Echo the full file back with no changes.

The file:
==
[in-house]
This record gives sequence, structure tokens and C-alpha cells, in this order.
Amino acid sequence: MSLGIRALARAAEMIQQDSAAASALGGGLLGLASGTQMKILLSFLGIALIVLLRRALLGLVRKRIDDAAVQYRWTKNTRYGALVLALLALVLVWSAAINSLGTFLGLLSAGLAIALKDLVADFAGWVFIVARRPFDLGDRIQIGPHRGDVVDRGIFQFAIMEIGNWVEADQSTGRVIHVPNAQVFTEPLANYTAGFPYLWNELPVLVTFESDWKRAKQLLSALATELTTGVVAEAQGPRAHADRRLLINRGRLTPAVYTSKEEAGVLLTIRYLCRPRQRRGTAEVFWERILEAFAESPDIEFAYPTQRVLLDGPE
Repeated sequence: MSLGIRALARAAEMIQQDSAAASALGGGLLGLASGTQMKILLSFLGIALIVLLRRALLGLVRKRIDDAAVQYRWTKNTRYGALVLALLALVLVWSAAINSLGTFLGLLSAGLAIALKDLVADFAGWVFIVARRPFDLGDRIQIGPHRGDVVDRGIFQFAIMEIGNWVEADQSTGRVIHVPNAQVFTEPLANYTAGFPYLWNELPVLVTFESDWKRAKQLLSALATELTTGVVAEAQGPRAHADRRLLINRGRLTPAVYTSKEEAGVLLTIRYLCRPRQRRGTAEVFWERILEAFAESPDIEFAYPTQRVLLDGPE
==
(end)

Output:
[in-house]
This record gives sequence, structure tokens and C-alpha cells, in this order.
Amino acid sequence: MSLGIRALARAAEMIQQDSAAASALGGGLLGLASGTQMKILLSFLGIALIVLLRRALLGLVRKRIDDAAVQYRWTKNTRYGALVLALLALVLVWSAAINSLGTFLGLLSAGLAIALKDLVADFAGWVFIVARRPFDLGDRIQIGPHRGDVVDRGIFQFAIMEIGNWVEADQSTGRVIHVPNAQVFTEPLANYTAGFPYLWNELPVLVTFESDWKRAKQLLSALATELTTGVVAEAQGPRAHADRRLLINRGRLTPAVYTSKEEAGVLLTIRYLCRPRQRRGTAEVFWERILEAFAESPDIEFAYPTQRVLLDGPE
Repeated sequence: MSLGIRALARAAEMIQQDSAAASALGGGLLGLASGTQMKILLSFLGIALIVLLRRALLGLVRKRIDDAAVQYRWTKNTRYGALVLALLALVLVWSAAINSLGTFLGLLSAGLAIALKDLVADFAGWVFIVARRPFDLGDRIQIGPHRGDVVDRGIFQFAIMEIGNWVEADQSTGRVIHVPNAQVFTEPLANYTAGFPYLWNELPVLVTFESDWKRAKQLLSALATELTTGVVAEAQGPRAHADRRLLINRGRLTPAVYTSKEEAGVLLTIRYLCRPRQRRGTAEVFWERILEAFAESPDIEFAYPTQRVLLDGPE